Devotional Readings

Today I Must Abide at Thy House

For the Son of man is come to seek and to save that which was lost. Luke 19:10.

And Jesus entered and passed through Jericho. And, behold, there was a man named Zacchaeus, which was the chief among the publicans, and he was rich” (Luke 19:1, 2).

Jericho was known for its publicans and its tax collectors. It was the place where a Jewish man could turn traitor to his own people, give up to the Romans, and thereby make a good living. It was a place where a man could become rich, because he was given a portion of his collections. And if his collections were greater, so was his portion, and if his dividing of the portion was fraudulent, so was his increase in riches. So it was with Zacchaeus, chief among the publicans.

Zacchaeus had heard that Jesus was coming to town. Already Jesus had sent His Spirit before Him. And the heart of Zacchaeus had been touched. He was desperately concerned with the possibility of seeing this Man from Nazareth, and the Bible says he wanted to see who He was. Who He was. It doesn’t say he wanted to see what He did, or what He said; he wanted to see who He was. He was interested in getting to the heart of the matter. It’s one thing to know something about what Jesus said; it’s another thing to know who He is.

“And he sought to see Jesus who he was; and could not for the press, because he was little of stature” (verse 3). Imagine seeing this man Zacchaeus, who ordinarily would walk with all of his five-foot dignity down the streets of Jericho with as much composure as possible, running for a tree with the street urchins. Obviously, in seeking Jesus he had forgotten himself.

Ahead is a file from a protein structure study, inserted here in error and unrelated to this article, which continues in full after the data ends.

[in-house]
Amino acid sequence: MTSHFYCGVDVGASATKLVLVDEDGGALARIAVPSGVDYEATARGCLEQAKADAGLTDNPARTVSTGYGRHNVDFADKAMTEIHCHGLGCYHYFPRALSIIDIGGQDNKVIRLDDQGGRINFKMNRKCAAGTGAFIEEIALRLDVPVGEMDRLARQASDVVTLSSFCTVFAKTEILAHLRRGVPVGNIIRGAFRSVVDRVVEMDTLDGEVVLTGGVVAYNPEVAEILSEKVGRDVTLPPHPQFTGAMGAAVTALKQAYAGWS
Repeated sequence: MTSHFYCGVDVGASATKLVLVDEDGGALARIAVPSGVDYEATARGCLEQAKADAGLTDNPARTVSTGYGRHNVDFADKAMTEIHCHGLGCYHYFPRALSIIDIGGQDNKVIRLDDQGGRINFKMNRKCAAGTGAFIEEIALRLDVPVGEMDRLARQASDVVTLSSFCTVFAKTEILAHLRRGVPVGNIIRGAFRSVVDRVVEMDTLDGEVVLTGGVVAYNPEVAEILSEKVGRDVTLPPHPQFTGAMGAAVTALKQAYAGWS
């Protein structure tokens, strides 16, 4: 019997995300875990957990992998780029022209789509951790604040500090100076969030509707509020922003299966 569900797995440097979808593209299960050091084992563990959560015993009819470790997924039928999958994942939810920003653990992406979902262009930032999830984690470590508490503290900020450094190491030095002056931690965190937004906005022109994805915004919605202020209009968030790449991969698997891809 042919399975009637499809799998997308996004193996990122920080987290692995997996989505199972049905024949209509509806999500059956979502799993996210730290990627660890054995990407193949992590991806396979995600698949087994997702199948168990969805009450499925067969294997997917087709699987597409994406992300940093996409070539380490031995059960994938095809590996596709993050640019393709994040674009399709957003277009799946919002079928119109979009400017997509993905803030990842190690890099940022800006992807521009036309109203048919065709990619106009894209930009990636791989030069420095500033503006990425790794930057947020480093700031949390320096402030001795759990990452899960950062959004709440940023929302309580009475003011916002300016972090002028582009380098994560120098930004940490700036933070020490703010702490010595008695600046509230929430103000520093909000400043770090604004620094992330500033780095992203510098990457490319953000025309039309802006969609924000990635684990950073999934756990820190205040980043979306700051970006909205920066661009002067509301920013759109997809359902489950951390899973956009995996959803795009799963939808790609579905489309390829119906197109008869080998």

“When Jesus came to the place, he looked up, and saw him, and said unto him, Zacchaeus, make haste, and come down; for to day I must abide at thy house. And he made haste, and came down, and received him joyfully” (verses 5, 6).

In inviting Himself to Zacchaeus’ house, Jesus was simply accepting the invitation that had already gone out from the heart of this publican. He was meeting him where he was; He was making it easy for him to come down out of his tree not only physically but spiritually, and to find the solution to his great problem.


from Faith that Works
Morris Venden | Review & Herald (2000)
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